Frequently asked questions

What are the reasons behind the introduction of 20mph in Edinburgh?

We want to make Edinburgh a better and safer place to live, work, visit and play. Slower speeds are safer for all. Traffic speed is often too fast in our residential and local shopping streets. This can be a barrier to walking and cycling and increase the risk and severity of accidents. Reducing traffic speed helps people feel more confident about using their local streets. It is safer for children to walk to school, while older people feel more able to travel independently and safely. Calmer road speeds lead to better health, less noise, more social interaction and stronger communities.

Where do 20mph limits apply?

The 20mph network includes residential, shopping and city centre streets, with a strategic network of roads maintained at 30 and 40 mph. A map of the 20mph network is available on our website.

How will I know when I am on a road with a 20mph speed limit?

Large 20mph signs mark the entrance and exit of a 20mph area where the speed limit changes. These signs are supplemented by smaller repeater signs or road markings with speed limit roundels. The signage requirements for enforceable 20mph zones are set out in the Traffic Signs Regulations and General Directions.

Do slower speeds increase congestion?

Research indicates that slower speeds encourage a smoother driving style with less stopping and starting which helps traffic to flow. Evidence from other 20mph areas shows that, over the longer term, slower speeds encourage more people to walk and cycle, easing congestion on the road.

Will air pollution get worse?

Studies have so far not conclusively proven either a positive or negative effect on the environment: driving at 20 mph causes some emissions to rise slightly and some to fall. Reduced acceleration and braking may help to reduce fuel consumption and associated emissions. Some environmental benefit from the change is expected from helping to unlock the potential for walking or cycling short distances instead of driving.

How will the new limits be enforced?

Police Scotland is supportive of improved road safety across the city and is working with the Council to achieve this. Police Scotland recognise that speed management is an important element of this and will continue to enforce speed limits across the city road network. 3 The new 20mph limit will rely on a shift in driver behaviour which will take time to embed. The Council is working with the Police to raise awareness of the new speed limits through road safety education and prevention activities.

What impact will slower speeds have on businesses?

Businesses can benefit from a more pleasant environment for shopping, 4 residents was carried out, revealing 79% in support of the new speed limit and only 4% against. The public consultation held in 2014 attracted nearly 3,000 responses from a wide range of individuals and organisations with a majority (60%) supporting or strongly supporting the proposals and 36% opposing or strongly opposing them.

Are other towns and cities doing something similar?

20mph speed limits are in force in an increasing number of towns and cities across Europe and the UK. Bristol, a city very similar in size to Edinburgh, has introduced 20mph limits on a similar scale to Edinburgh. Portsmouth and Oxford have citywide 20mph limits on most roads. Several London Boroughs have introduced a 20mph limit on all roads that they control.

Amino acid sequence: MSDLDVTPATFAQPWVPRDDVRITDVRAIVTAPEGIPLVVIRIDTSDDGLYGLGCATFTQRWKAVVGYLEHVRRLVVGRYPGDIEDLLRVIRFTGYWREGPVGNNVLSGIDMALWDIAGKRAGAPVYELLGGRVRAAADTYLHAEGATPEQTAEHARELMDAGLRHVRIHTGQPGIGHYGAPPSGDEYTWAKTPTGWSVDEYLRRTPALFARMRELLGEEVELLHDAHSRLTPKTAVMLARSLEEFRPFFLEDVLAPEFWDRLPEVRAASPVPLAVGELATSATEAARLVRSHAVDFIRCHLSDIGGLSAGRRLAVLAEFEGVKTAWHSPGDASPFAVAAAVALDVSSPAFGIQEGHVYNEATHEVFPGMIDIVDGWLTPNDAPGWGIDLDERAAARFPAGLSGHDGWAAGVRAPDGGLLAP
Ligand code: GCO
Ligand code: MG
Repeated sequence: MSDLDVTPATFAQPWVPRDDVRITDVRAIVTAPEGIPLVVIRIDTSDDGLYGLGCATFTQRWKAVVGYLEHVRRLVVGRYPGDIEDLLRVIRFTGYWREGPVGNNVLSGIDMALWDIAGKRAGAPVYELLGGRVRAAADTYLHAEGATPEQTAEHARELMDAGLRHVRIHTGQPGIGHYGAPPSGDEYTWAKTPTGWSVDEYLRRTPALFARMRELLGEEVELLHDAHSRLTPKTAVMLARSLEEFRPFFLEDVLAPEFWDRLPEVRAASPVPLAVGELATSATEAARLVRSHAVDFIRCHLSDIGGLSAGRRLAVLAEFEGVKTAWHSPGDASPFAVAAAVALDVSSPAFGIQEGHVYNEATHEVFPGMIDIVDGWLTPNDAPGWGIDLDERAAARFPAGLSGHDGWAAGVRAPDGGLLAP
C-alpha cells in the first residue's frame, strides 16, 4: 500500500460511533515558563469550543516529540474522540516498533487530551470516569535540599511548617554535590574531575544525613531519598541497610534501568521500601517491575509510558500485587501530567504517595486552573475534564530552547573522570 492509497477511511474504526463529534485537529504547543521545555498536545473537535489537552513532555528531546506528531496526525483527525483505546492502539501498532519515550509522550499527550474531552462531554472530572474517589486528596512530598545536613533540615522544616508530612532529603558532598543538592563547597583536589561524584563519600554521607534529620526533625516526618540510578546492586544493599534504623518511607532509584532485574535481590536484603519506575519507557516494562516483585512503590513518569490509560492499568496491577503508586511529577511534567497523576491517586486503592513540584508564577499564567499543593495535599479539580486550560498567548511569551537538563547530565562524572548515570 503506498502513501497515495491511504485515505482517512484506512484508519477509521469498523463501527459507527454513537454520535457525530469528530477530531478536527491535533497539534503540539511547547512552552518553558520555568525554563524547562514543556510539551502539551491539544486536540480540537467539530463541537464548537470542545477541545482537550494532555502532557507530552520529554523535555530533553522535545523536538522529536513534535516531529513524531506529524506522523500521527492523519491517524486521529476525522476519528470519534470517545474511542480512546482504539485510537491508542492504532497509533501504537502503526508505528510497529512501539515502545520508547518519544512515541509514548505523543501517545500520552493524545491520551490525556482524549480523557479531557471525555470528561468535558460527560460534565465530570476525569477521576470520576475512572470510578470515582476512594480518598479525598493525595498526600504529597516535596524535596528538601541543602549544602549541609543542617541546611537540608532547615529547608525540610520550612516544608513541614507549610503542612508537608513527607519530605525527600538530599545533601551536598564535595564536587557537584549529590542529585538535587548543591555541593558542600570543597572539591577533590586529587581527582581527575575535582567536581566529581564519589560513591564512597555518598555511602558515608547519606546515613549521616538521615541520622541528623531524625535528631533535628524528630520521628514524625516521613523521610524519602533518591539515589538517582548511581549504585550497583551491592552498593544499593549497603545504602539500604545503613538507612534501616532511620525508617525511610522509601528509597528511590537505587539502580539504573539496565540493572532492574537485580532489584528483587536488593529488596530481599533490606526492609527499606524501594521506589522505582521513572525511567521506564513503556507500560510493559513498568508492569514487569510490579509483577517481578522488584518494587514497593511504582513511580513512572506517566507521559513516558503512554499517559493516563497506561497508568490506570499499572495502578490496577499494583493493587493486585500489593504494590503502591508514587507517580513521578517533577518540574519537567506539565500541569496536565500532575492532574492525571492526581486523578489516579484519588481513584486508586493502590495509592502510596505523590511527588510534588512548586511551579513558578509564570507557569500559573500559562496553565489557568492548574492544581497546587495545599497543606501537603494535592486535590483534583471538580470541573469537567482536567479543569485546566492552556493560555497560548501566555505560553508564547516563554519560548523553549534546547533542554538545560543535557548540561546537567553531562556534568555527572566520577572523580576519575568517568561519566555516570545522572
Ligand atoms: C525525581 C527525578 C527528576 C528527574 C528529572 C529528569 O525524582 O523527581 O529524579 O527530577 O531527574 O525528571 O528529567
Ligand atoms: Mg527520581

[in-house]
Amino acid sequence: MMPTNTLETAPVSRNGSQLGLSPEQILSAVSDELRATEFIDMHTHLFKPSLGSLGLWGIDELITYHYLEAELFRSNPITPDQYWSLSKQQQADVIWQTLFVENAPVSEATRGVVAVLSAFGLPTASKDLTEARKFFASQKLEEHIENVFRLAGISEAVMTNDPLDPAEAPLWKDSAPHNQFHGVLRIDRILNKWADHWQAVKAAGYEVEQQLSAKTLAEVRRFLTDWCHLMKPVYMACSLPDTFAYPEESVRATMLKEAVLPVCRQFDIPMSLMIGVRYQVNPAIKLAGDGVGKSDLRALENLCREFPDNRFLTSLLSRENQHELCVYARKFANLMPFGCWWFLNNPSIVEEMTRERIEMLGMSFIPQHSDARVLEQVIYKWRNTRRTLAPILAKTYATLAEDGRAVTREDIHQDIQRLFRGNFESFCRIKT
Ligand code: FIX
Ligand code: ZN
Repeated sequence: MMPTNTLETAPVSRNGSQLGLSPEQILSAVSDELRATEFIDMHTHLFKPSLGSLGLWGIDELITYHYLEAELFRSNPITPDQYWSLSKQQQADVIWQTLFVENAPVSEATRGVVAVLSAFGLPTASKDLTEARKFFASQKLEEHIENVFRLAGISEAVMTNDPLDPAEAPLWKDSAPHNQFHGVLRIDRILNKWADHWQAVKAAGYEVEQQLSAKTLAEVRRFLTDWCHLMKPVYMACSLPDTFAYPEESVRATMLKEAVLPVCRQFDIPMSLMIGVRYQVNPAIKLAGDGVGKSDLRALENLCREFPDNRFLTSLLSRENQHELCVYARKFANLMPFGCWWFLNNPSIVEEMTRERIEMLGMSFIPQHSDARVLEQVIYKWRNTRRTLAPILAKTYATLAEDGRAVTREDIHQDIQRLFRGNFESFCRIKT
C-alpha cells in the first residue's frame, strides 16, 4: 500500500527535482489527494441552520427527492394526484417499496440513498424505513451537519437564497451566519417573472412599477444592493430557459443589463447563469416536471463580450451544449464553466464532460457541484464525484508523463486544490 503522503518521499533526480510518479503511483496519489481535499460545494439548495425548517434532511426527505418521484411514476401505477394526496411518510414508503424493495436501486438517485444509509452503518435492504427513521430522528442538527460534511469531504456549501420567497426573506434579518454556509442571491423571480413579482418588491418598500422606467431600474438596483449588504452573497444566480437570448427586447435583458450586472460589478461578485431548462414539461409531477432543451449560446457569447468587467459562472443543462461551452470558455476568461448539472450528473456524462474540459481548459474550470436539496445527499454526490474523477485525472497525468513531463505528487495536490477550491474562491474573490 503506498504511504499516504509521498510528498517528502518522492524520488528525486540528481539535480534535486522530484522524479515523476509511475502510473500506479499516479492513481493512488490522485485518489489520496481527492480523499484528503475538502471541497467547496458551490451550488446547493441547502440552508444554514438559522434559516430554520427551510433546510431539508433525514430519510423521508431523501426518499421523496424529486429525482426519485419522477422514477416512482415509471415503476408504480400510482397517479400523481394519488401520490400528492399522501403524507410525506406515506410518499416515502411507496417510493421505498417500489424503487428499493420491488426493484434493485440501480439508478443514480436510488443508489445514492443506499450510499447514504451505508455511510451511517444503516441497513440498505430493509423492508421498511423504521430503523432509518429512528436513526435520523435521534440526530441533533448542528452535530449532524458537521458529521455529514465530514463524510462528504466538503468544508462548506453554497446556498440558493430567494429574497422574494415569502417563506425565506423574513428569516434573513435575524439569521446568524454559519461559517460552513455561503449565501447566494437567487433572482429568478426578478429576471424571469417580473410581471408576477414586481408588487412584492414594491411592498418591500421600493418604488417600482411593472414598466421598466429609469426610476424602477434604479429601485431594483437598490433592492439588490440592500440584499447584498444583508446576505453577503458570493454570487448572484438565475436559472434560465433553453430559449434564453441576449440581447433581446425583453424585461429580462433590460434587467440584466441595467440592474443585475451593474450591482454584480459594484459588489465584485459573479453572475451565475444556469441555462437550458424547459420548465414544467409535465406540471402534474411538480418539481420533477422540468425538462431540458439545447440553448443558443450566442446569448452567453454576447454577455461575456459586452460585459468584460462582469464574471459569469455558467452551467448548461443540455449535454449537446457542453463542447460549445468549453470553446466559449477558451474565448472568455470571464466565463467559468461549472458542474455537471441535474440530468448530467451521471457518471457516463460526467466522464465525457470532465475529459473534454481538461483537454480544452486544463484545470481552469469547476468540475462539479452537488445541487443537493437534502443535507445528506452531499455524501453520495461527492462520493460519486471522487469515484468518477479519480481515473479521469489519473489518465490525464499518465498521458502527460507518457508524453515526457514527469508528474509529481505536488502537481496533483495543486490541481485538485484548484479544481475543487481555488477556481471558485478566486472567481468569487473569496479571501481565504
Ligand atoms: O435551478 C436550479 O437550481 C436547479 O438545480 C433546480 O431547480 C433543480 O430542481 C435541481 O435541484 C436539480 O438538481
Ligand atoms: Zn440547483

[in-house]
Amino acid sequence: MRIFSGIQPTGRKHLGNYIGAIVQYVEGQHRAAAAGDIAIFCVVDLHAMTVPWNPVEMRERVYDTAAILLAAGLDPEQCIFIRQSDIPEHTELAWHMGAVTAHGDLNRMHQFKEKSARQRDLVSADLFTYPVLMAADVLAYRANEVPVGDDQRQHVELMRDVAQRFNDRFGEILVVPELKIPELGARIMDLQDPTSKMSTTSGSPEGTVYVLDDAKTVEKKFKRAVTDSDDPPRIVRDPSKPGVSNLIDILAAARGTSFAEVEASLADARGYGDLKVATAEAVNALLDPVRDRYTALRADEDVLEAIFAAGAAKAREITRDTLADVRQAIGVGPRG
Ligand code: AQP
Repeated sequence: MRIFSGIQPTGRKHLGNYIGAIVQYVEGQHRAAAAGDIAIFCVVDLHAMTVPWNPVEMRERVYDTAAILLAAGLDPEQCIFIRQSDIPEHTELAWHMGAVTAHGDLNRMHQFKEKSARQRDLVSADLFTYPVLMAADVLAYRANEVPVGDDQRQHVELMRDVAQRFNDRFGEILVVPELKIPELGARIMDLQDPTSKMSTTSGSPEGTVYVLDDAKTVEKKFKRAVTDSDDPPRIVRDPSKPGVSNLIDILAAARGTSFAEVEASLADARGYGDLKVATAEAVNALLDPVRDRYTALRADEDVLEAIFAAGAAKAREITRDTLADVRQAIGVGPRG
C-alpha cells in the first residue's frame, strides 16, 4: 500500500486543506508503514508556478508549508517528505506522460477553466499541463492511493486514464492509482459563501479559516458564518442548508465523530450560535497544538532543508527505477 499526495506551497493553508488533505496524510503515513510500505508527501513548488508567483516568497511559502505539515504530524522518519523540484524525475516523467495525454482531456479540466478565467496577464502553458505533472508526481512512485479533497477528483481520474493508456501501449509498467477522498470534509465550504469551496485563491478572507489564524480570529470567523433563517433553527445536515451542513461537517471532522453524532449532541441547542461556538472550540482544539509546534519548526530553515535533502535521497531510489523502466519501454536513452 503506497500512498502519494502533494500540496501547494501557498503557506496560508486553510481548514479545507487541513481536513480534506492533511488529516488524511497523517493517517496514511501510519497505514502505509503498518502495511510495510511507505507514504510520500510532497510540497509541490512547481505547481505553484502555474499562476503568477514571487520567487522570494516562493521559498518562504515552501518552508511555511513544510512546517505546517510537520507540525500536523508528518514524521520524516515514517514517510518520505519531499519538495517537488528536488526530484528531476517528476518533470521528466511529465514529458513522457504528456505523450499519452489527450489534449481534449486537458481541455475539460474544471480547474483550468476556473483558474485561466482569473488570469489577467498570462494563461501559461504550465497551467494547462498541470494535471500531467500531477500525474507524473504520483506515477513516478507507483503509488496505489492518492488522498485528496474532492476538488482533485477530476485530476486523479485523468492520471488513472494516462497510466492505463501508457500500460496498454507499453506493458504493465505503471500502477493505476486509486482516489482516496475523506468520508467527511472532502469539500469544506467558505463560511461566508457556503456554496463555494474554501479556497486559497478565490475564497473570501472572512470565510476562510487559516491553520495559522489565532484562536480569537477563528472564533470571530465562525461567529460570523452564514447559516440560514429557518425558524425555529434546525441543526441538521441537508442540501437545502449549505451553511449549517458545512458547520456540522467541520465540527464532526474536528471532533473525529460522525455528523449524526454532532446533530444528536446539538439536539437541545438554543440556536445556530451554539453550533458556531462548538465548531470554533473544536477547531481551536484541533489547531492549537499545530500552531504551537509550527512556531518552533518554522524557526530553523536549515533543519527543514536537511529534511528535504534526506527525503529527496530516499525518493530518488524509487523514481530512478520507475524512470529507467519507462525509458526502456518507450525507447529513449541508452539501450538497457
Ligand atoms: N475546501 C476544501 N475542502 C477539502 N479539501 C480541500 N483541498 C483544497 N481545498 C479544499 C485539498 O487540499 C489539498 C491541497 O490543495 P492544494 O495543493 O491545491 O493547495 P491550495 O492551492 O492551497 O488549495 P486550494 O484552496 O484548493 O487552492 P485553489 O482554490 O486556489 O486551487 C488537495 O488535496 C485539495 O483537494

Do 20mph speed limits work?

National evidence has shown that sign-only 20mph speed limits can help to reduce average speeds and improve safety. Evidence from the pilot scheme in South Edinburgh showed similar results, with average speeds reduced to just over 20mph, and with larger falls in speeds on the roads that had higher average speeds before the limit was introduced. Of 1000 people surveyed in the South Edinburgh pilot area, 79% supported the 20mph limit, just 4% opposed it.

Why do 20mph speed limits need to apply 24 hours a day?

While the majority of casualties happen during daylight hours, there are a significant number of people injured at night particularly in the autumn and winter months and at weekends. It is also important that operating hours are clear to avoid any confusion.

Won’t it make driving harder?

This will be a change and it will take some conscious decision making as a driver to make a difference. It will take some time to become second nature. In reality we are rarely driving at a consistent speed, particularly in a city where we are constantly accelerating, decelerating and braking to respond to current traffic speeds, traffic lights or junctions, and other road users.

Aren’t 20mph limits just another way of unfairly targeting motorists?

Our aim is to balance the needs of drivers with the safety and environment of local residents. 20mph creates a safer environment for everyone, including motorists.

Will the Council profit from 20mph speeding fines?

The Council will not profit from the introduction of 20mph speed limits. Speeding fines are submitted to the UK Treasury through the Scottish Court Service and any 20mph fines will be treated in exactly the same way. 

How will the scheme be monitored?

We set up a monitoring programme at the start of the 20mph rollout in 2016 to monitor road traffic speeds, road casualties, and public perceptions.  Findings were reported to Committee in October 2019 approximately one year after completion of the final phase. Council officers will continue to monitor the 20mph network to determine speed and casualty trends over a longer period of time.

Who do I contact if I want to know more?

You can visit our 20mph council site or email or follow us on Facebook.